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Just, no.

NO.

Okay, so first of all, a disclaimer: apart from the first and last 150 pages or so, I skim read and skipped over a lot of this book (you’ll understand why if you get that far into it). This is just my opinion on what I could force myself to read.

Prose or plot?

No book is perfect. You’ll always find that the writer is varying degrees of great or terrible at plot, prose, characterisation, world building and show vs tell. But for me, a good story needs to have a coherent plot and interesting, believable, characters.

I like stories that open with a bang and drag you straight into the story. This is not one of those books.

The first 100 or so pages of this overlong book focused on introducing the four central characters, giving you no real idea as to the point of the story beyond four dull, mildly annoying blokes – three of whom were in a continual state of hyper-awareness and awe of the fourth.

I get that some people see writing as an art form. But reading, for me at least, is about entertainment and escapism. If I keep flicking forward to check how many pages I have left to get through until the next chapter, it’s not doing its job.

720 pages. Really?

By page 114 I had a good idea about what the four main characters were like (four men in a perpetual state of existential angst). But, I found it hard to distinguish one from the other. Losing track of who did what, or who thought what about someone else 20 pages ago when it was their part of the story.

Then other random walk-by characters would and go, sometimes referred to by their initials and talked about for a few pages before vanishing and then leaving me thinking, “okay, where was I?” I ended up using a bit of paper with character notes on it as a bookmark.

At times the book frustrated me. I’d find myself pulled into the narrative, only for the writer to interrupt it by flashing back to years earlier. This happened several times. I know you’re finding this interesting¸ the writer says, but let me take you back to this party three years ago where…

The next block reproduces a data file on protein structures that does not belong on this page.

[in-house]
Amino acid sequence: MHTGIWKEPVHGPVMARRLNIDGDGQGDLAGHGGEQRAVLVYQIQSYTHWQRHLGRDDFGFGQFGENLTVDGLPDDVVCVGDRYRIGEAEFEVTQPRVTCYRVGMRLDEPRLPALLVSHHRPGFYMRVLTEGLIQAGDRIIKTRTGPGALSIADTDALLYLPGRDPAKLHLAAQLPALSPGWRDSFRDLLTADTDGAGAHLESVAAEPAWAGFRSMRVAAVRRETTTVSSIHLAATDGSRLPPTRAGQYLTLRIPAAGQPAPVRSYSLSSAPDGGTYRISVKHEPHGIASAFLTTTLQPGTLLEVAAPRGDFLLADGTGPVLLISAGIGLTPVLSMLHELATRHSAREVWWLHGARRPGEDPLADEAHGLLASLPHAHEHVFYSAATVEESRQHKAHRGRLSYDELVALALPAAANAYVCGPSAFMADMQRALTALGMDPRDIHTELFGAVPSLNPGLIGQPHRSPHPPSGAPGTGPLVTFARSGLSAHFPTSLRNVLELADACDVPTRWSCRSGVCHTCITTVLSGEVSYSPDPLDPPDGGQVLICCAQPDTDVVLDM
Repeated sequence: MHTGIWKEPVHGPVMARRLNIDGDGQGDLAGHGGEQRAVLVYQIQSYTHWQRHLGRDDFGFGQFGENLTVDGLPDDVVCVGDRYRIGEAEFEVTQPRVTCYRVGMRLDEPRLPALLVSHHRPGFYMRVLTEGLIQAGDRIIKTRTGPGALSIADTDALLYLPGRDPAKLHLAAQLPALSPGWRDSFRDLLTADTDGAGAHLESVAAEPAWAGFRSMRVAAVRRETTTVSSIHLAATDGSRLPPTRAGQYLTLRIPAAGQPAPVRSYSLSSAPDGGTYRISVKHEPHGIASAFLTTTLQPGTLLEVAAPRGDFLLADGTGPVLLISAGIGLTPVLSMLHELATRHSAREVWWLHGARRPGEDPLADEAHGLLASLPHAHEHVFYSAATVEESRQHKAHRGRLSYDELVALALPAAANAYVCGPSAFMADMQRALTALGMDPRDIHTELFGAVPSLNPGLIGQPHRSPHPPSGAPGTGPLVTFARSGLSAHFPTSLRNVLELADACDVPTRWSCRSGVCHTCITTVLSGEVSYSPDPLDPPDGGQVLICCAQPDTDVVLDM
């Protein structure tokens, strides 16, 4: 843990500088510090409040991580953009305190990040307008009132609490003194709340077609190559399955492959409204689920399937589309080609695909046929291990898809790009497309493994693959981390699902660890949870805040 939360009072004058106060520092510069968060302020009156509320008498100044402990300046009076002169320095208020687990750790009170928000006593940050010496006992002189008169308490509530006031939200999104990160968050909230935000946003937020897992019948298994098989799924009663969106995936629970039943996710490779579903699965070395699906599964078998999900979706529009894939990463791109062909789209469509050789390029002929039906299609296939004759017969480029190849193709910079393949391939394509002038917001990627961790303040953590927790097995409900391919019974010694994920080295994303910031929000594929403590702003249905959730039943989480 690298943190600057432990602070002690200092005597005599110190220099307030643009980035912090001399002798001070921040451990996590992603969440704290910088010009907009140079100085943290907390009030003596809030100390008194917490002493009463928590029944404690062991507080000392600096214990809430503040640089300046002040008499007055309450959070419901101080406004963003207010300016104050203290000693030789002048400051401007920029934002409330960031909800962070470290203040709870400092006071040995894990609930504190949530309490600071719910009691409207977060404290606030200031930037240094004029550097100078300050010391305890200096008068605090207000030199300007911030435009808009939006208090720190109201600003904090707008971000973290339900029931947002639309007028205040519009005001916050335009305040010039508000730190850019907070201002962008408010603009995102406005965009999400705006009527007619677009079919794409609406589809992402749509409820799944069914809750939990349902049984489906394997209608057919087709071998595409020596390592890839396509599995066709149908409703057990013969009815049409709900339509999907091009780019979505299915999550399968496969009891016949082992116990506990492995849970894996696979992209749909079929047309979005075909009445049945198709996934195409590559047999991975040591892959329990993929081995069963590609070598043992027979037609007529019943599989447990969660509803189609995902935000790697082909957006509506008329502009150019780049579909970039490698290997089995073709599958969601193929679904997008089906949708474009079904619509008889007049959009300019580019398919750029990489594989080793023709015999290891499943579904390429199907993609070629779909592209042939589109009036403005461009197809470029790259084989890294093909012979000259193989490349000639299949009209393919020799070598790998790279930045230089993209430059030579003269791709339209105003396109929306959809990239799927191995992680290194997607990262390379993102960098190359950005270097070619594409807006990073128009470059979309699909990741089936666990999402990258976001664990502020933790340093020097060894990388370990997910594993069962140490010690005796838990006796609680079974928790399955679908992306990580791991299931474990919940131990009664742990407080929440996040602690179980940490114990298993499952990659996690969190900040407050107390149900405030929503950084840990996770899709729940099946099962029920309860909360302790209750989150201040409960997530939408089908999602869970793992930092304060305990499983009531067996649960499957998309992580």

No.

Telling, not showing

A lot of telling goes on in this book. The problem is, this story is pretty far-fetched anyway. Somehow, we’re to believe that this guy, who is just presented as a bit weird for the first 100 or so pages, is universally adored. He’s treated like some sort of saint who can do no wrong. The characters around him appear to live their lives just because they’re part of the Jude support team.

Added to this, the way the writer tells us everything, rather than shows us, creates a distance with the narrative and the characters. I felt no emotional connection to what I was reading – until that chapter and then all I felt was disgust.

The last few hundred pages are much better, and more emotional, but it’s because something interesting happens. Something Jude has to react to. Yet the tendency to tell and not show still dampens the impact of the story here.

The breaking point

So after around a hundred or so pages of not much happening, other than four worried men having the occasional chat, something changes. Ten pages of abject horror and misery from the past of one of the characters.

It was dumped on the reader without much warning. It was clearly designed to be sensational and jarring. The issue is, if you’ve not built up any sort of emotional connection to the characters, or any real interest in the story, what happens in these ten pages just seems ridiculous.

It’s pretty easy to horrify and disgust people, but if they aren’t connected to the story or the characters, it just comes off as tragedy porn. The story isn’t dependent on this gruesomeness and including it on such a grandiose scale (it gets much worse later in the book) is likely to make many people turn away from the story for good.

There’s so much about the story that isn’t believable: Andy (the doctor-friend bit character) who should clearly be struck off, Jude’s entire childhood (I mean, seriously, what the hell?), Jude’s entire adulthood, the way the friendships are portrayed, the fact that none of the characters develop any sort of emotional maturity…it’s just too much.

This is one of those books that some people just have to stop reading, and I don’t blame them.